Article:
Ahhh, blackberries (rubus fruticosus), our native super fruit, so full of flavour, fibre, vitamin C and K. Pretty much everyone knows blackberries, actually it is blackberries that makes many people a forager, yes, if you’ve picked and eaten wild blackberries you are a forager! I…
Depending where you are in the country, the first frost might have been and gone weeks ago. If the temperature has already plummeted, you may have seen fruits of sloes, rosehips, rowan berries, haws and maybe even blackberries covered in a crisp and magically frosted outer.
Cornish Frost – Myth or Reality?
Here in West Cornwall I never know whether this moment is going to arrive, at all. This year that moment came last week, and it is a welcomed one for a forager. I celebrated by going out and picking a select few of the remaining Japanese rosehips (Rosa Rugosa) which I’ll probably use to flavour chocolates for the February valentines foraging course. A time when we’ll probably need something to lift our spirits, immune systems and hearts. Gifts and wild food always help, I think.
(Hawthorn fruit – Crataegus monogyna – awaiting the first frost)
So, here in my beloved Cornwall, where the warm currents and breezes from the sea can help keep the temperature here more ambient. Exposed to the prevailing Southwesterly winds that blow in from the Atlantic means that Cornwall is considered the mildest and warmest place in the UK. Here we can sometimes sit on the beach on Christmas Day, and sometimes the frost, never, ever arrives. It is true that the closer to the ocean you get, the milder the winters and the cooler the summers are. Those of you who know Cornwall know that the down side is here we can get more rain. Nothing is perfect.
All this weather effects the foraging too, and in this blog I’m going to discuss how that effects wild fruits. In previous blogs I’ve talked about how the frost and snow effects seaweeds; that’s another read, if you’re interested.
(Frozen sloes – Prunus spinosa)
What does the frost do to wild fruits and is there an alternative?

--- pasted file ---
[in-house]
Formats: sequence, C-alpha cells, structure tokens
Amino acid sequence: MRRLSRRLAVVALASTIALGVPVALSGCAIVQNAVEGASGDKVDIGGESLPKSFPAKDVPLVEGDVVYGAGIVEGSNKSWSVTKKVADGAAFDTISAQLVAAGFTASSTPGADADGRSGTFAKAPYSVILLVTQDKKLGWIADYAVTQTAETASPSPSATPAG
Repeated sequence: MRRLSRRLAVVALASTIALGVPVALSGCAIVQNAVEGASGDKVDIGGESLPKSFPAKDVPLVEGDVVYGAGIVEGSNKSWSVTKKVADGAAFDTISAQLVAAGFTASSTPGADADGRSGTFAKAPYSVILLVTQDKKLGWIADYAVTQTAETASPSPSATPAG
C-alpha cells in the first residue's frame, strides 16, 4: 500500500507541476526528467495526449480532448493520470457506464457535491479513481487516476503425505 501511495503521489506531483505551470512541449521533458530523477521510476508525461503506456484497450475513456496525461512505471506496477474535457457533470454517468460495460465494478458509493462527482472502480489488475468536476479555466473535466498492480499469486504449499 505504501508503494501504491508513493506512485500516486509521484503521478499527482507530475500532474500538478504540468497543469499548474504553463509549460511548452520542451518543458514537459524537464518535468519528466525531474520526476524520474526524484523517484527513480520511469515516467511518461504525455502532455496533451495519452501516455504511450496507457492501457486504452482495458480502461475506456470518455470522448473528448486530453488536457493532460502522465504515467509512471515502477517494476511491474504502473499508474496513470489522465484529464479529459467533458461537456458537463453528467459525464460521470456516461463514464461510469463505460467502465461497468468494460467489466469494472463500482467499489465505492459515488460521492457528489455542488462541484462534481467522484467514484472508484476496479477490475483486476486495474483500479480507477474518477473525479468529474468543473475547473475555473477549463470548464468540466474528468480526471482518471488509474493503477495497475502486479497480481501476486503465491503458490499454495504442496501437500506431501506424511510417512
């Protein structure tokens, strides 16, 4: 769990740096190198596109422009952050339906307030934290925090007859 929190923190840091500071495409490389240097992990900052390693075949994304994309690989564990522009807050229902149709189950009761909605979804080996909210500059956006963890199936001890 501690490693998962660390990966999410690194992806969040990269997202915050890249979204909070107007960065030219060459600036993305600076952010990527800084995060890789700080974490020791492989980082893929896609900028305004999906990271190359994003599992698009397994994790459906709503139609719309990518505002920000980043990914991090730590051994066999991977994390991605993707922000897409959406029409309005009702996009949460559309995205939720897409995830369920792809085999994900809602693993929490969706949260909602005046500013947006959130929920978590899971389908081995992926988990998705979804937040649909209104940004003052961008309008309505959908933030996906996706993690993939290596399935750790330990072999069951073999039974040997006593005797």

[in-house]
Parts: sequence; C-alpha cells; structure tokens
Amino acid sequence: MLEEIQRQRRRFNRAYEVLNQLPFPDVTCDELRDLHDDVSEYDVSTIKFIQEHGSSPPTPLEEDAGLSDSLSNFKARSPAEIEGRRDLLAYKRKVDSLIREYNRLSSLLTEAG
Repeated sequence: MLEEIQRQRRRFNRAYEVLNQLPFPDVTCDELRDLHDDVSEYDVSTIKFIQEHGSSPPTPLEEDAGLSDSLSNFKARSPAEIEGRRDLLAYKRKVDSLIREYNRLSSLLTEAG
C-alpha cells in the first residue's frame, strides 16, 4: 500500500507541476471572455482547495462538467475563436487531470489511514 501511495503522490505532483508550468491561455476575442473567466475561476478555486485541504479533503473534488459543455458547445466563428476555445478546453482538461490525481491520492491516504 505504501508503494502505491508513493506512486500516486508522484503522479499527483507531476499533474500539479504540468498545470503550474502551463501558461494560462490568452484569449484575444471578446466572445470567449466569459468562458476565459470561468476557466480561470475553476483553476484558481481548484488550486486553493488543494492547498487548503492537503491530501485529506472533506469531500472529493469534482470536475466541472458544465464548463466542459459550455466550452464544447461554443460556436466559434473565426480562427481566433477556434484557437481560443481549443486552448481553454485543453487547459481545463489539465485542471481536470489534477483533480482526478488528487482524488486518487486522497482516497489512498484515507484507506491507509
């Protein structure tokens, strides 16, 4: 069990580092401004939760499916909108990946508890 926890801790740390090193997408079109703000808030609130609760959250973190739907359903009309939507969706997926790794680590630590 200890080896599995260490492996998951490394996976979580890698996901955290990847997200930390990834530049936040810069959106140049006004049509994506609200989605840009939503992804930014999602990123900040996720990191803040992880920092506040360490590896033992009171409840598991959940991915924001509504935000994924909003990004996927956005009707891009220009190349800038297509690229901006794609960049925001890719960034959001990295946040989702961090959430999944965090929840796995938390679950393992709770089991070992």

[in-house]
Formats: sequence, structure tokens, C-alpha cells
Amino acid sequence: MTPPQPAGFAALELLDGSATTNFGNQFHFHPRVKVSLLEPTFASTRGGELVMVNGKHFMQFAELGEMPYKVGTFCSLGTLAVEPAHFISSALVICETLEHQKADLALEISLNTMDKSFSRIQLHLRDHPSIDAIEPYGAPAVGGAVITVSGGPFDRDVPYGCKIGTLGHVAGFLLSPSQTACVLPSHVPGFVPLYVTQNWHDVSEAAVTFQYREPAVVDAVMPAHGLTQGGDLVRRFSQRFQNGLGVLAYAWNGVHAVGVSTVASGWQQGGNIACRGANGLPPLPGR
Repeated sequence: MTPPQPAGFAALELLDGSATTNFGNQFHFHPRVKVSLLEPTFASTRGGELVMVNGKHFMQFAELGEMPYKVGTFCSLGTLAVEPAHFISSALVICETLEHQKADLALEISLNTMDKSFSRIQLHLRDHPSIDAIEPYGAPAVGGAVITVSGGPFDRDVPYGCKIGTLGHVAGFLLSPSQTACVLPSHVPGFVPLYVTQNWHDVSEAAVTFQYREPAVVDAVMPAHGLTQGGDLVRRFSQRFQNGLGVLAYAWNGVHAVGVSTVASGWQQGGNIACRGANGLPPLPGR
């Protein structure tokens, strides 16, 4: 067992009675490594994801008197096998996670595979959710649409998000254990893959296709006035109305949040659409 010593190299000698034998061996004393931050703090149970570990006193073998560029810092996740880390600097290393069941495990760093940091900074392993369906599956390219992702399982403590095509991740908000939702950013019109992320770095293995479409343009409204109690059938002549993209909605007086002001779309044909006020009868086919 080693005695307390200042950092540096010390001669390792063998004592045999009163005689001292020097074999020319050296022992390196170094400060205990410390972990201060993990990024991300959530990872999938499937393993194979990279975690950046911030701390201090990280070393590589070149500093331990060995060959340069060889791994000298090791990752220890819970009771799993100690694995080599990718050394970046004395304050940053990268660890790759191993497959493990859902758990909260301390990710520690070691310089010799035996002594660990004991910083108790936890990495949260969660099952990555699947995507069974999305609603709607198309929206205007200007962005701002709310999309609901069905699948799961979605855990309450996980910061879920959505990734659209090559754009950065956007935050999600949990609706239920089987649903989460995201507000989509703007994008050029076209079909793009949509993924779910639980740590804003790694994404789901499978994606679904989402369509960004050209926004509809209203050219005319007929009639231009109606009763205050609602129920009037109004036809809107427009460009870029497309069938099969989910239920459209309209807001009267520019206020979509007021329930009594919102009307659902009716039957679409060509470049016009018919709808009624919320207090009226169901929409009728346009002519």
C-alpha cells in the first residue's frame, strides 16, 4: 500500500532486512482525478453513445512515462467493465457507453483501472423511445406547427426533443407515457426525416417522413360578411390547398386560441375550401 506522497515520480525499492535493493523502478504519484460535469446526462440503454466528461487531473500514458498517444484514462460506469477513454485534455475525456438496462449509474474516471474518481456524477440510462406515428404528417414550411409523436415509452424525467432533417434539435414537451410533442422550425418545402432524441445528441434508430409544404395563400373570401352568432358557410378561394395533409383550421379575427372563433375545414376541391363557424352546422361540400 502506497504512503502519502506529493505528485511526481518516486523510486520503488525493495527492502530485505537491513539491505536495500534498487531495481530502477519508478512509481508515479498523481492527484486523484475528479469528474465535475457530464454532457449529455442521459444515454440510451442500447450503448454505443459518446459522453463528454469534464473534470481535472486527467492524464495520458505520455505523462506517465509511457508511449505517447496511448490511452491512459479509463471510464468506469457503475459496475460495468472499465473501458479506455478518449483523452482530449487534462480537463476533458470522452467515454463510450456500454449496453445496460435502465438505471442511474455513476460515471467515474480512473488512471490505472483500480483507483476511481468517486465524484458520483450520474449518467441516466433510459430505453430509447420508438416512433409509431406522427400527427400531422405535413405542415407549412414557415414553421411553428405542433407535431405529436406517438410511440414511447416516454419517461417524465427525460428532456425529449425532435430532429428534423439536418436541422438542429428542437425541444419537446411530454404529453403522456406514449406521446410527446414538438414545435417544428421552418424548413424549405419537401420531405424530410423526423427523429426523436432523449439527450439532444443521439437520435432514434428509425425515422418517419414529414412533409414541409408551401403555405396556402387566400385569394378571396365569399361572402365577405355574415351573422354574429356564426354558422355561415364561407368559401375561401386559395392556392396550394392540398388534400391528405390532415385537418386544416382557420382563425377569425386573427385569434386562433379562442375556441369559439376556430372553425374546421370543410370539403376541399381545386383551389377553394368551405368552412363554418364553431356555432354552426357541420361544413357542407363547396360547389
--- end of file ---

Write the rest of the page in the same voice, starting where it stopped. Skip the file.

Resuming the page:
The frost has the effect of both breaking the skins of the fruits and sweetening them. A welcomed impact for desserts, flavoured gin, jams, jellies and much more. Of course, living in the modern age means you don’t have to wait for the first frost – which is lucky for us in Cornwall as it may come late or not at all.
Why? Because we have freezers. It is true, popping the fruits in the freezer is not as romantic as getting up at dawn to collect glistening fruits breaking their frost virginity. Though hey, there are benefits to our modern world and there are many other wonderful things to do with our time and mornings too.
Enjoy the weather, fruits and the convenience of freezers. Freezers also mean that you can attend to your fruits – whatever you want to create with them – when you have ample time to enjoy the process, and not in a rushed moment between dawn and sun down.
All images by Rachel Lambert, except frozen blackberries which is courtesy of Snapguide. If you’d like to see more foraging images, why not visit or follow my Pinterest page.
Full of irresistible flavour, in a British pudding kind-of-way, with no awards for appearances. A cobbler is a baked dish made with fruit and batter, it’s stodgy, filling and easy to make. Just as satisfying as bread pudding, using blackberries as a flavouring makes it a classic for September. Oh, September has ended? Well, your frozen blackberries could also end up in this dish, just defrost them first.
The history of the cobbler
This type of pudding was actually promoted by the Ministry of Food in the 2nd world war. It was a way of ensuring that the British people were satiated, able to enjoy puddings that used little butter (which was rationed) and eating wild fruits (which were aplenty). Since the war, many wild foods grew out of fashion, as affluence slowly returned to the country and foraged ingredients were associated with poverty. Money was gained and wild foods were lost.
Several decades later the interest and value of wild food has been revived, mostly not for austerity reasons but for acknowledging the nutrition, flavour and benefits in eating local food that grows wild on our doorsteps.
Blackberry Cobbler Recipe
A traditional autumn recipe that I’ve tweaked to include wholemeal flour and brown sugar. How fashions change from encouraging people to eat stodge, to eating unrefined foods. Basically, natural foods are good for us and this is low in food miles too.
55 g melted butter, plus more for greasing pan
90 g brown sugar plus 2 tbsp
90 g white flour
35 g wholemeal flour
250 ml whole milk
240 g blackberries
Whipped cream, pouring cream or ice cream, for serving (optional)
Preheat the oven to 180°C. Grease a 23cm x 33cm baking dish with butter. In a medium bowl, whisk the sugar with the flour and milk. Whisk in the melted butter. Pour the batter into the baking dish and sprinkle the blackberries evenly over the top of the batter. Bake for 1 hour, or until golden brown and bubbly. 10 minutes before the end of the cooking time, sprinkle the remaining 2 tablespoons of sugar over the top. Serve hot with cream or ice cream or just have it on its own.
You might think you know everything about blackberries, though I share a blackberry muffin recipe in my wild food foraging book, and here’s my best blackberry jam recipe, an awesome blackberry coulis recipe and I share much about foraging on my courses and on my instagram feed. Happy blackberrying.
Everyone has there own traditions for Christmas Day. For me, I’m satisfied if I’m in good company, have a dip in the sea & there’s a healthy amount of indulgence. Down here in Cornwall I’ve plenty of people to share these common themes with; least…